5 Questions with Faculty: John Justino, Clinical Associate Professor

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Clinical Associate Professor and Director of the Center for Global Health, John Justino, has worked for nearly 20 years in international development and global public health. This includes over 15 years leading and consulting on social behavior change communications programs in sub-Saharan Africa and elsewhere around the world; focusing on HIV/AIDS prevention, malaria prevention and treatment, adolescent reproductive health, family planning, maternal and child health, and improved hygiene and sanitation. This Spring, Professor Justino was nominated for the Terra Award, an honor which recognizes an individual’s contribution to curriculum, operations, research and engagement. He was also recently featured in the University at Albany Office of Sustainability’s Spring 2021 Sustainability News Bulletin. At the School of Public Health, he teaches a number of global health courses, including two faculty-led education abroad programs implemented with partner institutions in Costa Rica and the Dominican Republic. Most recently, Professor Justino has begun teaching a new undergraduate elective entitled “Issues in Global Health” which focuses on a range of global burden of disease issues, as well as health equity and sustainable development.    

1. What interests you about teaching courses in global health?  

For much of my career, I lived and worked abroad (primarily in sub-Saharan Africa) leading global public health programs with funding from a wide range of international development assistance agencies. Here at the University at Albany School of Public Health, I work with students interested in global health studies and in launching global careers. I am quite passionate about global health and I enjoy sharing my experiences and lessons learned with these students. Beyond that, I feel all students need to graduate from our school with a global perspective and that they need to be well informed about today’s most pressing global health challenges.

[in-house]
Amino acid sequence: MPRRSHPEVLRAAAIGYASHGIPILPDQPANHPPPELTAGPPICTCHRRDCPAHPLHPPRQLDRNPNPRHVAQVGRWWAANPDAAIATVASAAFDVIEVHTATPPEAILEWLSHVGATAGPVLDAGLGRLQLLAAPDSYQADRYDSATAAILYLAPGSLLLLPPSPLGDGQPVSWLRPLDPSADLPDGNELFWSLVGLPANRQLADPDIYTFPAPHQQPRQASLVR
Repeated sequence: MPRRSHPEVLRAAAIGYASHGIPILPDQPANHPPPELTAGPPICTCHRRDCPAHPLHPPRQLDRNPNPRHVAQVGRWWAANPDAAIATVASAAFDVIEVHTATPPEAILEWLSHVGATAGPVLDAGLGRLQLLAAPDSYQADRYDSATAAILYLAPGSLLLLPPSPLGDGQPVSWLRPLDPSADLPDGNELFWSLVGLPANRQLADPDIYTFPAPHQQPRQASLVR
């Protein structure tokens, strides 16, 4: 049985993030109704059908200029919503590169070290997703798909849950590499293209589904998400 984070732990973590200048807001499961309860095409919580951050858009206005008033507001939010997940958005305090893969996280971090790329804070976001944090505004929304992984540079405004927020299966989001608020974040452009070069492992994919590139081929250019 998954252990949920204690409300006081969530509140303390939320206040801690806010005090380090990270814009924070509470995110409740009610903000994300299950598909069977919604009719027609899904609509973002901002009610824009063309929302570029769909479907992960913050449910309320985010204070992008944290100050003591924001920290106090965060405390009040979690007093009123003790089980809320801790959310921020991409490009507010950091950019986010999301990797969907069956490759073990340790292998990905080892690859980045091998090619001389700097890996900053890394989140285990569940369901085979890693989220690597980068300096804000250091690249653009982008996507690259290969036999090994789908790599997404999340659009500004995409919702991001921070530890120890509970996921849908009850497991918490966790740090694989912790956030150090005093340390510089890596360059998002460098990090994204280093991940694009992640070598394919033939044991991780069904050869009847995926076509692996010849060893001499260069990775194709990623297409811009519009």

2. Why do you feel global health is such an important topic for our students to focus on?  

As has been made all too clear by the COVID-19 pandemic, public health is global health! The current pandemic also highlights the reality that today’s most pressing problems are global in scope and as such, they require global solutions. This is also why we place such a strong focus on sustainable development and the UN Sustainable Development Goals, or SDGs, in our new undergraduate elective course.    

3. Do you have any specific sustainability learning objectives for this new course?  

Since this is a global health course, our focus on sustainable development centers mostly on the achievement of Sustainable Development Goal No. 3, which relates to the promotion of good health and well-being for all people, of all ages, all around the world. So working to ensure health equity on a global scale is a major theme in the course.    

4. How do you measure if students have increased their sustainability literacy?  

Students’ knowledge is evaluated via in-class assignments, exams, online discussion forums and in class discussions focused on key topics related to global health and their links to the SDGs (in particular the achievement of SDG 3 targets). In addition, they apply their learning by developing a needs assessment paper for a selected low or lower-middle income country.    

5. Is there anything else you want students to know about your new course?  

Based on what I have seen so far, this course is quite an “eye opener” for most of the students enrolled. I have received a lot of feedback that indicates many of the topics covered, like the importance of the Sustainable Development Goals and looking at key drivers of the global burden of disease, are new to them. In addition, we also focus on helping students develop practical skills needed to work in the field of global health through the Country Needs Assessment assignment, which concludes with students presenting a related Academic Poster to their classmates.